Making a Condiment Tote from Scratch - part 2

In the previous post (part 1) I showed how to prepare the wood for the four totes I am making.

After the wood was resawn and cut apart with the handsaw it will have a slight ridge down the middle (and often a few scratches from the saw).

You can remove the ridges, if you like, with a hand plane, but it's not necessary.  The wood is put through the planer until it reaches the desired thickness, which in my case, is 1/2"

6 pieces are needed for each tote, two sides, two ends, a bottom and a handle.  The handle is wider than the wood I have so I have to glue two pieces together to make the width I need.  This is done with clamps and wood glue, I don't use biscuits or anything else to align the wood, just glue.

The end pieces and side pieces are the same width, so they are cut to width on the table saw.  I use my rabbit push stick which I blogged about previously here

The tote is designed with a plywood bottom that sits in a groove in the sides and ends.  I leave the pieces I prepared for the sides and ends uncut so that I can put a groove in the whole length of wood and then cut it apart after.  The groove height is approximately half the thickness of the wood, so about 1/4" deep.  I just sit the wood beside the saw blade and eyeball the height I need.  The bottoms are not cut yet, until I know exactly what size I need for them to be after the grooves are cut.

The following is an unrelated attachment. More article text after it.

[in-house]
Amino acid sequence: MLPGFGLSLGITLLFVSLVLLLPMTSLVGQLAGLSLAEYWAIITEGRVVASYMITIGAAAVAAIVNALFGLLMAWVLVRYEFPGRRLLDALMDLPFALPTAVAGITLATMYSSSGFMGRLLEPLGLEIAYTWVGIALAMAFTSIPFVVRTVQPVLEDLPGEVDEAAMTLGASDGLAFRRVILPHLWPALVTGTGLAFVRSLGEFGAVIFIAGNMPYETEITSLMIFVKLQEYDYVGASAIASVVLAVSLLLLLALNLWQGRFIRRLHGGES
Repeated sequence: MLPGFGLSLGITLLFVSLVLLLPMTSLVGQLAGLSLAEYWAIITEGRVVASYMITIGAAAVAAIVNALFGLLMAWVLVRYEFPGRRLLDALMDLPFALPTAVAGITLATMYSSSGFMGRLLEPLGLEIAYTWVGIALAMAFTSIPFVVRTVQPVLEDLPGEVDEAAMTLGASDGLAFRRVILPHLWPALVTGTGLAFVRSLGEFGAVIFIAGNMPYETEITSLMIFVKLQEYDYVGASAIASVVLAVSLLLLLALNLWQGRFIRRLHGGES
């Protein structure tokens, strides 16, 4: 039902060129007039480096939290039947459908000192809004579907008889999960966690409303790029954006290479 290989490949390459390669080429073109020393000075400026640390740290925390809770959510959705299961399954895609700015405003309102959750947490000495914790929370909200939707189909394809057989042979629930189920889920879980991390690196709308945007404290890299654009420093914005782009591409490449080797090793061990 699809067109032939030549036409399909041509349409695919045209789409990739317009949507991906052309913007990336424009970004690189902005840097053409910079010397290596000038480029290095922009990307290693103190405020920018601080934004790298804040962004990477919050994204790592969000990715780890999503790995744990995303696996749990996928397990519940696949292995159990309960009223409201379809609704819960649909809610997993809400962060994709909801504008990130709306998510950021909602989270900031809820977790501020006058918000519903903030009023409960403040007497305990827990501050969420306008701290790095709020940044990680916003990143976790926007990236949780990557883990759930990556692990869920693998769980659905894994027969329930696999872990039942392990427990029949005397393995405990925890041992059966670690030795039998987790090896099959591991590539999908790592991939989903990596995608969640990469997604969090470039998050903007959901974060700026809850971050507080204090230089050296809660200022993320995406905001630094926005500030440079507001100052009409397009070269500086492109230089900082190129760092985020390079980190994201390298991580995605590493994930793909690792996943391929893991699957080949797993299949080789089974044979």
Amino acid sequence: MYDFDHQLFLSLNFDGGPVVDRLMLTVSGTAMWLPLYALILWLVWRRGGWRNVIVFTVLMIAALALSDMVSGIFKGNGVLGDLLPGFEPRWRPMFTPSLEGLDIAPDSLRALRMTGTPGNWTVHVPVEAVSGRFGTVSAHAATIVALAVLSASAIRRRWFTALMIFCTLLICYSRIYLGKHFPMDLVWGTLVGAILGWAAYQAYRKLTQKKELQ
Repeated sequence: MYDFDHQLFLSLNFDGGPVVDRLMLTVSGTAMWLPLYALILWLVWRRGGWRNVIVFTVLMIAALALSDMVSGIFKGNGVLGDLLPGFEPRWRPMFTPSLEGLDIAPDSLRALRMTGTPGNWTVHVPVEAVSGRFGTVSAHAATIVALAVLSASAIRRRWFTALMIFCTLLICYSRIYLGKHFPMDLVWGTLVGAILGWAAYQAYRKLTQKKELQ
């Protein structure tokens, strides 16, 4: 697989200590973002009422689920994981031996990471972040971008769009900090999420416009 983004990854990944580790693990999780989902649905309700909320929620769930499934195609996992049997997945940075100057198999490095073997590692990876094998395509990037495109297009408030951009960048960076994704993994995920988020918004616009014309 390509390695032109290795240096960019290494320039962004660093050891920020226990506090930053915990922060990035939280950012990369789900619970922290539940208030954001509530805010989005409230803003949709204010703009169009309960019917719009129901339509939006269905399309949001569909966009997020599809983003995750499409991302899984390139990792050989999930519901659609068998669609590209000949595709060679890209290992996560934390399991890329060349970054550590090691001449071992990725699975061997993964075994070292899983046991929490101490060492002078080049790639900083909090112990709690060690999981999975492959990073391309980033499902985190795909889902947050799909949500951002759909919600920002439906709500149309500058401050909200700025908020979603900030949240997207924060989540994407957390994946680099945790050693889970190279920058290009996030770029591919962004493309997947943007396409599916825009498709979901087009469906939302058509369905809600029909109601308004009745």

I use my table saw blade and keep the groove around 1/2" from the bottom by running the wood against the fence set at the proper measurement for that.

The plywood I have is just slightly thicker than the width of my blade so I move the fence just a little and re-run the groove to widen it.  I always practise first on a piece of scrap to get the measurements precise.

I then cut the side and end pieces to length on my sliding compound mitre saw.

Since I'm making four totes, I end up with 8 sides and 8 ends.

I then cut the plywood to size to fit the box that the sides and ends will make. be continued...

Showing this at the following blogs:
Funky Junk Interiors
Dittle Dattle
Sew Woodsy

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